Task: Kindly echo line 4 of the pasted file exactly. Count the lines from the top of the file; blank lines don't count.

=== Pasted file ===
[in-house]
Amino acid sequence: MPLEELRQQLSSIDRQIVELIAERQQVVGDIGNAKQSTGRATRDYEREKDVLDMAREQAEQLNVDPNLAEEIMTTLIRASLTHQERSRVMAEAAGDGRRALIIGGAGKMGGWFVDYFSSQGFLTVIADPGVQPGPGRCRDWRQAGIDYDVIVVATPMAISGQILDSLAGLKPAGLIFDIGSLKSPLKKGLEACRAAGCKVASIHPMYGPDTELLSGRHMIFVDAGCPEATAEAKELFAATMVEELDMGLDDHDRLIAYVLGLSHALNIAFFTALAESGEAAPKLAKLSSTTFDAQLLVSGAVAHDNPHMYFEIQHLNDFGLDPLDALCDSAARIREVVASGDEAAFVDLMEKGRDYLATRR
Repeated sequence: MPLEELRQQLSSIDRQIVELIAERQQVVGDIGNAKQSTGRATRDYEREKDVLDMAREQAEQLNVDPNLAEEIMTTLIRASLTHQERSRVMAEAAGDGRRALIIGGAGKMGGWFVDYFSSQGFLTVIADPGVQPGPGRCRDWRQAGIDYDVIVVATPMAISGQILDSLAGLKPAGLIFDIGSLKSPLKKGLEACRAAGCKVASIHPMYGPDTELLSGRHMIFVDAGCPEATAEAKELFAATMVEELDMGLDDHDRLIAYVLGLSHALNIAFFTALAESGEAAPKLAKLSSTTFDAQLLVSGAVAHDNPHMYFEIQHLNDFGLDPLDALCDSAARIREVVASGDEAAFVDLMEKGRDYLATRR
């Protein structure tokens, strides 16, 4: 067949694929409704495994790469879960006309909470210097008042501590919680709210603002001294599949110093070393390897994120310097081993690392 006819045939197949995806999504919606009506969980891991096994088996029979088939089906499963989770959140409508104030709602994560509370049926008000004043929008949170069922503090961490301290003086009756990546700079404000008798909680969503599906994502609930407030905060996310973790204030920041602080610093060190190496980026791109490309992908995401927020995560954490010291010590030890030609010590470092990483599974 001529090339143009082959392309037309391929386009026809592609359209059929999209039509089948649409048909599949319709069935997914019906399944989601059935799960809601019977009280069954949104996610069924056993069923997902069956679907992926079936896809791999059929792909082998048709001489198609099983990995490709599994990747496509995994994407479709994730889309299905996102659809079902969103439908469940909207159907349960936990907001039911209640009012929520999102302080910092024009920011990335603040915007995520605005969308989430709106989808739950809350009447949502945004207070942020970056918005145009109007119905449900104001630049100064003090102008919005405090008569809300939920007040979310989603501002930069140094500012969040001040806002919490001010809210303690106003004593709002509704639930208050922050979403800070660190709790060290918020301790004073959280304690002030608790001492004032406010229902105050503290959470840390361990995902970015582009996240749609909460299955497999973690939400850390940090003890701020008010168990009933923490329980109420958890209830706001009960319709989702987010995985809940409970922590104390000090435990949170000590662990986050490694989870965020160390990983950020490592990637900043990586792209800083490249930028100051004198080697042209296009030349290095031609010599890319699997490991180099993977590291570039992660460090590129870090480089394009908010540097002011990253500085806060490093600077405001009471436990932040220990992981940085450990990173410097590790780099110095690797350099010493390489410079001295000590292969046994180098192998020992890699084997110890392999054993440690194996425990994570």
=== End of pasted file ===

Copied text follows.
């Protein structure tokens, strides 16, 4: 067949694929409704495994790469879960006309909470210097008042501590919680709210603002001294599949110093070393390897994120310097081993690392 006819045939197949995806999504919606009506969980891991096994088996029979088939089906499963989770959140409508104030709602994560509370049926008000004043929008949170069922503090961490301290003086009756990546700079404000008798909680969503599906994502609930407030905060996310973790204030920041602080610093060190190496980026791109490309992908995401927020995560954490010291010590030890030609010590470092990483599974 001529090339143009082959392309037309391929386009026809592609359209059929999209039509089948649409048909599949319709069935997914019906399944989601059935799960809601019977009280069954949104996610069924056993069923997902069956679907992926079936896809791999059929792909082998048709001489198609099983990995490709599994990747496509995994994407479709994730889309299905996102659809079902969103439908469940909207159907349960936990907001039911209640009012929520999102302080910092024009920011990335603040915007995520605005969308989430709106989808739950809350009447949502945004207070942020970056918005145009109007119905449900104001630049100064003090102008919005405090008569809300939920007040979310989603501002930069140094500012969040001040806002919490001010809210303690106003004593709002509704639930208050922050979403800070660190709790060290918020301790004073959280304690002030608790001492004032406010229902105050503290959470840390361990995902970015582009996240749609909460299955497999973690939400850390940090003890701020008010168990009933923490329980109420958890209830706001009960319709989702987010995985809940409970922590104390000090435990949170000590662990986050490694989870965020160390990983950020490592990637900043990586792209800083490249930028100051004198080697042209296009030349290095031609010599890319699997490991180099993977590291570039992660460090590129870090480089394009908010540097002011990253500085806060490093600077405001009471436990932040220990992981940085450990990173410097590790780099110095690797350099010493390489410079001295000590292969046994180098192998020992890699084997110890392999054993440690194996425990994570």